- Details of nearly a million BBC radio and TV programmes, dating back 75 years
- Over 500,000 subject categories, from DNA and H5N1 avian bird flu to Genomes and Genetics Research
- Over a million contributors and appearances, from Nobel Prize winner Paul Nurse and Alan Turing to Craig Venter, Francis Crick and Albert Einstein
Unfortunately this catalogue currently includes no data, only metadata at the moment, so there are no audio or video streams yet, as this is an experimental prototype. As mentioned earlier the catalogue is based on RDF which will no doubt please Semantic Webhead Tim Berners-Lee and allows the database to be queried with SPARQL. One of the brains behind this is Matt Biddulph.
I wonder if a similar application could be built using the UniProt protein sequence and annotation data in RDF or the data currently being produced by the W3C BioRDF subgroup? Compared to biological databases the BBC catalogue is relatively small, although there are no figures on the size of the catalogue, which has been extensively hand-curated by experts over the years. The ratio of metadata to data is probably different too, where a typical biological database might have lots of data (e.g. raw protein sequence data) but poor quality and a low quantity of metadata (interactions, structures, functions etc).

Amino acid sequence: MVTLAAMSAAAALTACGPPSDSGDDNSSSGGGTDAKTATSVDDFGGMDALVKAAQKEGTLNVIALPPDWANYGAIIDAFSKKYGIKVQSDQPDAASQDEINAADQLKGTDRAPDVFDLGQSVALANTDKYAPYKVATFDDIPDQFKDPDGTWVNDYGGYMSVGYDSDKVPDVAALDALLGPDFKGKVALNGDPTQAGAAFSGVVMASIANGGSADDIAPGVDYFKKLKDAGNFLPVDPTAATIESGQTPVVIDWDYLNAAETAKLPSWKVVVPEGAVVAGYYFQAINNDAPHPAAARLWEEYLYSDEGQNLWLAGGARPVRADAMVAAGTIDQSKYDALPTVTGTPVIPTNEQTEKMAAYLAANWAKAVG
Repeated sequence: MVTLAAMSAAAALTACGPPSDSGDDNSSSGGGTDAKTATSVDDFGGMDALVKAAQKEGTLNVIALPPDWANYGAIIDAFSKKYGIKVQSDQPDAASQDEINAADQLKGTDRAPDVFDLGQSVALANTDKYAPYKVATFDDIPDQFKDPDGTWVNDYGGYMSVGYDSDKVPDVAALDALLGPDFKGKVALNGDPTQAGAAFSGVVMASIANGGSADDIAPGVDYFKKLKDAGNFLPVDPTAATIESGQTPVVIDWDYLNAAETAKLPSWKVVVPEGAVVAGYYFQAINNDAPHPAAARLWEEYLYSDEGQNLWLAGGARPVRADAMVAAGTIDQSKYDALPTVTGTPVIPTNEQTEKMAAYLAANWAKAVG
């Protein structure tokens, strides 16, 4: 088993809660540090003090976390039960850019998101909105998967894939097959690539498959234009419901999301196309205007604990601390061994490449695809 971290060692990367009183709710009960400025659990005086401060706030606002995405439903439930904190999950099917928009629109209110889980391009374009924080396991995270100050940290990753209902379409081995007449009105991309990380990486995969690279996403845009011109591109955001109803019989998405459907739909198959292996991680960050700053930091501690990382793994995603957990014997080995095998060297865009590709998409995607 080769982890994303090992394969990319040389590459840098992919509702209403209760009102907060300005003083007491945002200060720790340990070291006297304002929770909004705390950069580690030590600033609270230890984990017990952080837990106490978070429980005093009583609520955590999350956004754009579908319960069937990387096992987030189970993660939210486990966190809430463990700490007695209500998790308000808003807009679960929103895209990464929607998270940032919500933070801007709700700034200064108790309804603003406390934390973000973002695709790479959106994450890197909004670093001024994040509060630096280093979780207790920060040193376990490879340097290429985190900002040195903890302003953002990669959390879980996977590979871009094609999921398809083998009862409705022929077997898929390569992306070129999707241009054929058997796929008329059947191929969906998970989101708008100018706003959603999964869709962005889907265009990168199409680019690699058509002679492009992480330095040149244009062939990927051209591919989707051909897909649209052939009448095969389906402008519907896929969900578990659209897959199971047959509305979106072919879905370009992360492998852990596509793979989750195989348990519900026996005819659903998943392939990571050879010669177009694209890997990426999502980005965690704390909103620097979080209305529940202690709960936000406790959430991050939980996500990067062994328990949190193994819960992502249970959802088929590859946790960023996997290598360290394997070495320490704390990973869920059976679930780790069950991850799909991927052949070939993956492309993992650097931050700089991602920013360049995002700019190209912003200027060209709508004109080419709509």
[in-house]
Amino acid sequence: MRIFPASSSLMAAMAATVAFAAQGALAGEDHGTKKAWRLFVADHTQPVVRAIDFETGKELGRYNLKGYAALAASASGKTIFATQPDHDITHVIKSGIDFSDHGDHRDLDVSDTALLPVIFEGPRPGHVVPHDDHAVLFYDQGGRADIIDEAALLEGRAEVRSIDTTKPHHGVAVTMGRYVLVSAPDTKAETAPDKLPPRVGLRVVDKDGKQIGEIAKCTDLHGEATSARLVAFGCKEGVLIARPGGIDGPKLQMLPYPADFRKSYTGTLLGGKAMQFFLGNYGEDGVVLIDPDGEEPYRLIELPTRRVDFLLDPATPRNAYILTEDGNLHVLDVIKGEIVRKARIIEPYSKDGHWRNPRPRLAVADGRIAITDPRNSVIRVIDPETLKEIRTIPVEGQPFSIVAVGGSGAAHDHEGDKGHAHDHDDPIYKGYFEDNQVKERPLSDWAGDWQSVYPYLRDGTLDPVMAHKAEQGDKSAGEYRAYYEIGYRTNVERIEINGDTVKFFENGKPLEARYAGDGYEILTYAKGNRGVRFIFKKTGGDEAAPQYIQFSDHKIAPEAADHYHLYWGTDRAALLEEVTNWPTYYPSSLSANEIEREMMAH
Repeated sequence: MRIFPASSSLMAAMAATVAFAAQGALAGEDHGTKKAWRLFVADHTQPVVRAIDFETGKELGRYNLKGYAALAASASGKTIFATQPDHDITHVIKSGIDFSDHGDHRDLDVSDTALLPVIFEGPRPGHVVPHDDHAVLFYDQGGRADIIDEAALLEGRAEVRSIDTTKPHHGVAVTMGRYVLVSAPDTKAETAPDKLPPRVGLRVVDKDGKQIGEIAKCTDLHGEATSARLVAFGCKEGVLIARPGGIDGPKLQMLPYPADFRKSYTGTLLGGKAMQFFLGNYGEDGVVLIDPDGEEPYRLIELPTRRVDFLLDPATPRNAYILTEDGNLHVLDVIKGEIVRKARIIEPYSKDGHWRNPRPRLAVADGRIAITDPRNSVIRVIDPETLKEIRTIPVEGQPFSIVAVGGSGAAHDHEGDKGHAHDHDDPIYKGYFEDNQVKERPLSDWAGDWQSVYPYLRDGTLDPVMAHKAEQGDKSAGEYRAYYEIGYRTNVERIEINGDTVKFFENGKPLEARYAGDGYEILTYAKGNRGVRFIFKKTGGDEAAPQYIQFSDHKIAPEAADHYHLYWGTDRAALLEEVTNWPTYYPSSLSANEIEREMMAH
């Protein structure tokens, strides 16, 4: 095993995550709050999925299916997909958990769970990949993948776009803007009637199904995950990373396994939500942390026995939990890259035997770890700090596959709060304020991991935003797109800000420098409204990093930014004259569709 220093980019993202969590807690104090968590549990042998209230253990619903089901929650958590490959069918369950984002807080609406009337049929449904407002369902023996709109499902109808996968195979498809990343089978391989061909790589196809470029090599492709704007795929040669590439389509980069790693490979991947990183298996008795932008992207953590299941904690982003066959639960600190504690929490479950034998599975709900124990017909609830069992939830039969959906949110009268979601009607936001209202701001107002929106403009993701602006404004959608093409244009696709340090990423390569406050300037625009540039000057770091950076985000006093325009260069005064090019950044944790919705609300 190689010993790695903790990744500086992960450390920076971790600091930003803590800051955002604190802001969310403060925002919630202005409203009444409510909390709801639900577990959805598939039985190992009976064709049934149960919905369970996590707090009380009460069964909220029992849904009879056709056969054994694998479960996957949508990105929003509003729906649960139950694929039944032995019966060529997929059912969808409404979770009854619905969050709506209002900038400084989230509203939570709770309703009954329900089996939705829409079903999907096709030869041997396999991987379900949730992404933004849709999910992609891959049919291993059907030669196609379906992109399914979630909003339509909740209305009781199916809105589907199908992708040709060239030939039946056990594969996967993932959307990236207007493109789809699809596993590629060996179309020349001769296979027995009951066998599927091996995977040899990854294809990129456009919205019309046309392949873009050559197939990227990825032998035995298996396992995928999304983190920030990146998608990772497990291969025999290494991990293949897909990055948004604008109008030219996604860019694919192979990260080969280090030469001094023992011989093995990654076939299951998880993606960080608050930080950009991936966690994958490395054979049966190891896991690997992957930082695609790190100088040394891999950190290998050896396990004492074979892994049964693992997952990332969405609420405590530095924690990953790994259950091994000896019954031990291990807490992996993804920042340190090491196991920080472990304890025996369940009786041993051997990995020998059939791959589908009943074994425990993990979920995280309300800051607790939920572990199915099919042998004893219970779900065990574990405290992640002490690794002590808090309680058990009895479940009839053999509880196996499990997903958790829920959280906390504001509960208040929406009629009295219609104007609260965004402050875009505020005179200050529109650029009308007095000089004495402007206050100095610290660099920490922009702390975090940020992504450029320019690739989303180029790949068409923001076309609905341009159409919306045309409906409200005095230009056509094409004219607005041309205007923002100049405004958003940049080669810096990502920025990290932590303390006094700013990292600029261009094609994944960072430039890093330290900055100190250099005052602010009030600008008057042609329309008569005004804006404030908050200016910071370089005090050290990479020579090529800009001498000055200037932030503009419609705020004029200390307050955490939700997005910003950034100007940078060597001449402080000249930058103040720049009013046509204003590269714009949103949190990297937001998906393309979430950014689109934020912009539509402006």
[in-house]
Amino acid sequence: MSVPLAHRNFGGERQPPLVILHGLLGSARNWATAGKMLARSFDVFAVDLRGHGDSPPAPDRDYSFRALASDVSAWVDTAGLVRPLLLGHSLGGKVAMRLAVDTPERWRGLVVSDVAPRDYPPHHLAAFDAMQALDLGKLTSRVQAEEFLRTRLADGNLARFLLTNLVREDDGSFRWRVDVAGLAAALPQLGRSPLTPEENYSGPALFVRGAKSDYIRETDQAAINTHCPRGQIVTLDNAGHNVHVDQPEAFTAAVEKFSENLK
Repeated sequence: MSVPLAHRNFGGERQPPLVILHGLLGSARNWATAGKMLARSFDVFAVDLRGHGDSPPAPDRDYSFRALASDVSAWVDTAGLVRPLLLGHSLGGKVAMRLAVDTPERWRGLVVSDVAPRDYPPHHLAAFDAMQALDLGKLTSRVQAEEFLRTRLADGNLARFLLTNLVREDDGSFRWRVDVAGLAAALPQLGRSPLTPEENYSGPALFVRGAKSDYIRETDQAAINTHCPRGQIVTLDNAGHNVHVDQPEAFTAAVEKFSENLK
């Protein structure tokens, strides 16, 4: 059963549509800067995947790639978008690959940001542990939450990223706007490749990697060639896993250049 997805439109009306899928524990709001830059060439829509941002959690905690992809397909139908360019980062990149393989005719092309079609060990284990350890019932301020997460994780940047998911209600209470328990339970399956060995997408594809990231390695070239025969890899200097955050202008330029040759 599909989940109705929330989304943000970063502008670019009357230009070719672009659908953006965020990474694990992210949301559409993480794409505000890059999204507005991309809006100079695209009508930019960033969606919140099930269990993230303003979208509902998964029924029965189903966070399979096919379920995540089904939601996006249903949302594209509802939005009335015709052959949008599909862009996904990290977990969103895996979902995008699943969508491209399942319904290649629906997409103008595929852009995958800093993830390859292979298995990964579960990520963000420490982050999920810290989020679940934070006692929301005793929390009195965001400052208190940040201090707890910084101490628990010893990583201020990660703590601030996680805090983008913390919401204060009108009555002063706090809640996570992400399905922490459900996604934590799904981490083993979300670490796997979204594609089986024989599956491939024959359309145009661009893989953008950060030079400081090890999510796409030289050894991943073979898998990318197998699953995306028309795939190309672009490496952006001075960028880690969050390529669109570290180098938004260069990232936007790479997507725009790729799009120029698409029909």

However, this catalogue is an interesting prototype, which is addictively fun to play with and might spark a few imaginations in the bioinformatics community.
[update: seeAlso Alf Eaton’s visual TouchGraph of BBC TV/Radio Collaborators which allows you to browse this data more graphically. Unfortunately, this fantastic BBC Database is not always online. This post was originally posted on nodalpoint with comments].
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